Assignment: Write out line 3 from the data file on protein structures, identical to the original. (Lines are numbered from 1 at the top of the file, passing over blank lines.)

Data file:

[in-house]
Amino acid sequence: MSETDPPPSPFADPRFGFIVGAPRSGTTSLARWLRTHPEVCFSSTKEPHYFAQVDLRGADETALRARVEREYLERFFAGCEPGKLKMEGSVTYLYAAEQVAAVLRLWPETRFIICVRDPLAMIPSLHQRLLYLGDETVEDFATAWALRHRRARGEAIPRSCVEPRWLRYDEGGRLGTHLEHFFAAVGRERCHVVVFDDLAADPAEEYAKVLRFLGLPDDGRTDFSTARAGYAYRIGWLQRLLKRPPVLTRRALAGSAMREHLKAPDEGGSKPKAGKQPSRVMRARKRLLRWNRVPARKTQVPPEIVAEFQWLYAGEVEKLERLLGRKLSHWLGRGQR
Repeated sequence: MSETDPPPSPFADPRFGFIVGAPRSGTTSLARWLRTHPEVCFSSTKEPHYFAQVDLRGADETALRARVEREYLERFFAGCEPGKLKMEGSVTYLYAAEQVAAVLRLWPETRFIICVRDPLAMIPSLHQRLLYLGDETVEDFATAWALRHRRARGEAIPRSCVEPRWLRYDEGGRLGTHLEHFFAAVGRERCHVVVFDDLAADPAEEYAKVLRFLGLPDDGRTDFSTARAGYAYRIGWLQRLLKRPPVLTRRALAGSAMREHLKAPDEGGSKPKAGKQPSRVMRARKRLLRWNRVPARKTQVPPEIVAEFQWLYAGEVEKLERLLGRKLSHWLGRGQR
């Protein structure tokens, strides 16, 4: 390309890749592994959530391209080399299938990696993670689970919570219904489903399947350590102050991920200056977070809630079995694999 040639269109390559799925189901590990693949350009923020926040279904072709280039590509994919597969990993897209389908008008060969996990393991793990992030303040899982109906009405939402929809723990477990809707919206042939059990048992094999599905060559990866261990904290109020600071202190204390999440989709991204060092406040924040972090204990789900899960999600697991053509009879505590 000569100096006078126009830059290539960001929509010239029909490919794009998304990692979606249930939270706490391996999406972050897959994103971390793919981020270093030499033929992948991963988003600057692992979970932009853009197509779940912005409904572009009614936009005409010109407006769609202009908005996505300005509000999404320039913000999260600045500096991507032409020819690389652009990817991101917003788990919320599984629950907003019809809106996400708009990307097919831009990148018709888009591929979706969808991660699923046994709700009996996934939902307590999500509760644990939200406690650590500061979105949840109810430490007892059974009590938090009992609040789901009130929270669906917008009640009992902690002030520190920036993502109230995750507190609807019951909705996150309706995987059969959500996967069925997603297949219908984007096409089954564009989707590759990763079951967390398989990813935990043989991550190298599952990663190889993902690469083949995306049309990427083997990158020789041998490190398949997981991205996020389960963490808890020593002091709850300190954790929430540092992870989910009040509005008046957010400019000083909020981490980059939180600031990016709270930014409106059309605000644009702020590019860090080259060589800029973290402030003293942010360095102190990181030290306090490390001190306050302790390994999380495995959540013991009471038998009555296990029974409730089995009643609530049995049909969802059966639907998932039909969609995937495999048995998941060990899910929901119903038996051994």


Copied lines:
Repeated sequence: MSETDPPPSPFADPRFGFIVGAPRSGTTSLARWLRTHPEVCFSSTKEPHYFAQVDLRGADETALRARVEREYLERFFAGCEPGKLKMEGSVTYLYAAEQVAAVLRLWPETRFIICVRDPLAMIPSLHQRLLYLGDETVEDFATAWALRHRRARGEAIPRSCVEPRWLRYDEGGRLGTHLEHFFAAVGRERCHVVVFDDLAADPAEEYAKVLRFLGLPDDGRTDFSTARAGYAYRIGWLQRLLKRPPVLTRRALAGSAMREHLKAPDEGGSKPKAGKQPSRVMRARKRLLRWNRVPARKTQVPPEIVAEFQWLYAGEVEKLERLLGRKLSHWLGRGQR